In the 1959 noir masterpiece Sweet Smell of Success, Burt Lancaster tells Tony Curtis, "I'd hate to take a bite outta you. You're a cookie full of arsenic." This insult could easily apply to the two anti-heroes of UnREAL: Its wounded and wounding protagonist, Rachel Goldberg (Shiri Appleby), and her acid-tongued mentor, Quinn King (Constance Zimmer).
Both characters begin this season with a lot more power than they're accustomed to. Rachel has taken over Quinn's role as Everlasting showrunner, while Quinn has usurped the head honcho role from Chet Wilton (Craig Bierko). Although the first season ended with Quinn dropping an atomic bomb on Rachel's potential happy ending with Adam Cromwell (Freddie Stroma), this premiere finds our ladies in full girl-power mode. They get matching tattoos on their wrists listing their priorities: "Money. Dick. Power," in that exact order. They look like a united front, but looks can be deceiving. UnREAL excels at peeling back glittery surfaces to reveal the rot beneath.
The men in Rachel and Quinn's lives are their most immediate obstacles. Chet rampages back onto the set, eager to regain his kingdom. He's lost 50 pounds by getting rid of drugs and booze, but he retained his gross sense of entitlement. Even worse, his crazed paleolithic retreat has made him a men's rights activist. Chet didn't actually create Everlasting or have much of a hand in its success. That was all Quinn. But when has reality ever gotten in the way of his ego?
Rachel isn't doing so hot. Jeremy is still pissed about her cheating ways and how she embarrassed him. Again. It's an understandable reaction, but staying in contact with Rachel's mother to get under her skin is a step too far. He can play it off like Rachel is the real enemy. But exchanges like this one prove that Jeremy's even worse than she is:
Jeremy: I'm actually okay with you hurting yourself. In fact, I'm fairly certain you will.
Rachel: That's a really dark thing to say.
Meanwhile, UnREAL has gotten ahead of reality itself: The new Everlasting suitor, Darius Beck (B.J. Britt), is a black man. That's something the real Bachelor has yet to do. A charismatic pro quarterback, Darius agrees to join the show to rehab his image. In other words, he's smart enough to understand the perilous territory he's walked into — and how he might use it to his advantage.
We meet Darius when Quinn and Rachel travel to Las Vegas. They're trying to butter him up, along with his crew and the network executives. It may be business, but this hedonistic extravaganza wouldn't seem out of place in The Wolf of Wall Street. (A more diverse version, that is.) Quinn is slurping down champagne. Rachel is snorting copious amounts of cocaine, and she even has sex with Darius's cousin-turned-manager, Romeo (Gentry White). Sure, that'll work out okay.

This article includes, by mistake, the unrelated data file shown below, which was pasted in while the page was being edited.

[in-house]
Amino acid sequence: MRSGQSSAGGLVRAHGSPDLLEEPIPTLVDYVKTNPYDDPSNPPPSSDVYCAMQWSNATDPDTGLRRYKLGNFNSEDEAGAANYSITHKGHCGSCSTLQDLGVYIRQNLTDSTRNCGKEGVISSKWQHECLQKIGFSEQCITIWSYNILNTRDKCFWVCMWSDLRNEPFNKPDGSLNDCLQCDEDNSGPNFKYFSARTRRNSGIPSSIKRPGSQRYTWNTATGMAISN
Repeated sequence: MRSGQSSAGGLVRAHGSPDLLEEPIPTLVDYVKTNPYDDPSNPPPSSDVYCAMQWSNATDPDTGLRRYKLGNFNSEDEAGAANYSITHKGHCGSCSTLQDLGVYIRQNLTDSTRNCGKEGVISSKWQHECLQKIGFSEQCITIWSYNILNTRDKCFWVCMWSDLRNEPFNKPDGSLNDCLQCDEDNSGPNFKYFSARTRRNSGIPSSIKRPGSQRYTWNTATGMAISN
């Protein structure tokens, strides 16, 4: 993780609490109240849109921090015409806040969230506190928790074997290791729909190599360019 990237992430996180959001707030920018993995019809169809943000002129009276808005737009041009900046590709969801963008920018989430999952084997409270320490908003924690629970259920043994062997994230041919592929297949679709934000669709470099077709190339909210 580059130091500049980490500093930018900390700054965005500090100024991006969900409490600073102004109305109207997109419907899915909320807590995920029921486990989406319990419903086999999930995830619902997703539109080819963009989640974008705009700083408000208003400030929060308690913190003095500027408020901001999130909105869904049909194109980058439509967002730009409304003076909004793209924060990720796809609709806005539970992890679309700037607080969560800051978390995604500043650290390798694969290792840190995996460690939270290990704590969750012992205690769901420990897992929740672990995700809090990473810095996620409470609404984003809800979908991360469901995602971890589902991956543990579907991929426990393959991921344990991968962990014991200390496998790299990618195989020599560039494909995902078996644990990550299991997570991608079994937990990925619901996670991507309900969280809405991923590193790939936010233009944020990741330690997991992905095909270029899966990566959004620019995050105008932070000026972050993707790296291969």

There's an edge to these scenes, a suggestion that Rachel is caught on dangerous ground. Her line of work means she can't escape her demons. Conniving exes. Incredible stress. Drugs. Reckless sex. Getting a call from Adam certainly doesn't help, even though she ignores it. And Quinn may seem like a friend, but she's just as much a hazard.
Of course, Rachel is too busy to think about that minefield. She comforts herself with the knowledge that she's making history, that she's responsible for putting the first black suitor on television. It's a neat excuse, and she trots it out whenever she does something heinous or things seem like they're about to go off the rails. Rachel's job is to spin fairy tales out of tragedies. Is this just another lie?
Darius isn't as easy to manipulate as Rachel hoped. Like every black person in America, he was raised to understand that he must be twice as good as his white peers to earn half of their success. Rachel convinces him she can fix his PR nightmare — calling a female reporter a "bitch" — since she did the same for herself. After she asks what his mother thinks about his decision to join Everlasting, Darius has a great monologue:
My mom was not happy. See, she raised me to always know the rules would always be different for me. Couldn't walk down the street with my hoodie on. Didn't want people to get the wrong idea. Kept my nose pretty clean. Keep my image squeaky clean. No drugs. No drama. No baby mamas.
It's pretty daring for UnREAL to wade into questions of sex and black identity, as ripe as the subject matter may be. The show is deliberately wading into thorny issues. I'm interested to see how successfully these racial dynamics will be written as the season goes on. The show has already positioned itself to ask some tough questions: How does race affect dating? How secure are powerful positions for women? What's the price of intimacy?